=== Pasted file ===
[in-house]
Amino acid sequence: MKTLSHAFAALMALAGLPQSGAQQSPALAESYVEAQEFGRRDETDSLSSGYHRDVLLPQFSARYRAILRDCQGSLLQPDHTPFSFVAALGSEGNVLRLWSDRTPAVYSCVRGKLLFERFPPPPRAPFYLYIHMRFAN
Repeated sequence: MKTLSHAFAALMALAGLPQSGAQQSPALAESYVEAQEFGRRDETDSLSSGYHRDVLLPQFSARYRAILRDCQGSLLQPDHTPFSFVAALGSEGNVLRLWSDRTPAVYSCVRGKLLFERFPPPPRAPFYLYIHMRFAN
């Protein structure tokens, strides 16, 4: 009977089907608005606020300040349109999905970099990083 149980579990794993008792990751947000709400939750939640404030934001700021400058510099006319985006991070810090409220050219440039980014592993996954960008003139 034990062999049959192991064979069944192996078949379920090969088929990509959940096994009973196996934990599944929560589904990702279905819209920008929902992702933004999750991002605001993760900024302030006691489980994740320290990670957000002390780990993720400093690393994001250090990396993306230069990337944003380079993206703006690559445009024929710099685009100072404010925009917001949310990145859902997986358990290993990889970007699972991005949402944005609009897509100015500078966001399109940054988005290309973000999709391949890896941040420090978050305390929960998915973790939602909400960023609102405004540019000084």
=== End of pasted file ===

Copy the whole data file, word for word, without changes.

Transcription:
[in-house]
Amino acid sequence: MKTLSHAFAALMALAGLPQSGAQQSPALAESYVEAQEFGRRDETDSLSSGYHRDVLLPQFSARYRAILRDCQGSLLQPDHTPFSFVAALGSEGNVLRLWSDRTPAVYSCVRGKLLFERFPPPPRAPFYLYIHMRFAN
Repeated sequence: MKTLSHAFAALMALAGLPQSGAQQSPALAESYVEAQEFGRRDETDSLSSGYHRDVLLPQFSARYRAILRDCQGSLLQPDHTPFSFVAALGSEGNVLRLWSDRTPAVYSCVRGKLLFERFPPPPRAPFYLYIHMRFAN
């Protein structure tokens, strides 16, 4: 009977089907608005606020300040349109999905970099990083 149980579990794993008792990751947000709400939750939640404030934001700021400058510099006319985006991070810090409220050219440039980014592993996954960008003139 034990062999049959192991064979069944192996078949379920090969088929990509959940096994009973196996934990599944929560589904990702279905819209920008929902992702933004999750991002605001993760900024302030006691489980994740320290990670957000002390780990993720400093690393994001250090990396993306230069990337944003380079993206703006690559445009024929710099685009100072404010925009917001949310990145859902997986358990290993990889970007699972991005949402944005609009897509100015500078966001399109940054988005290309973000999709391949890896941040420090978050305390929960998915973790939602909400960023609102405004540019000084």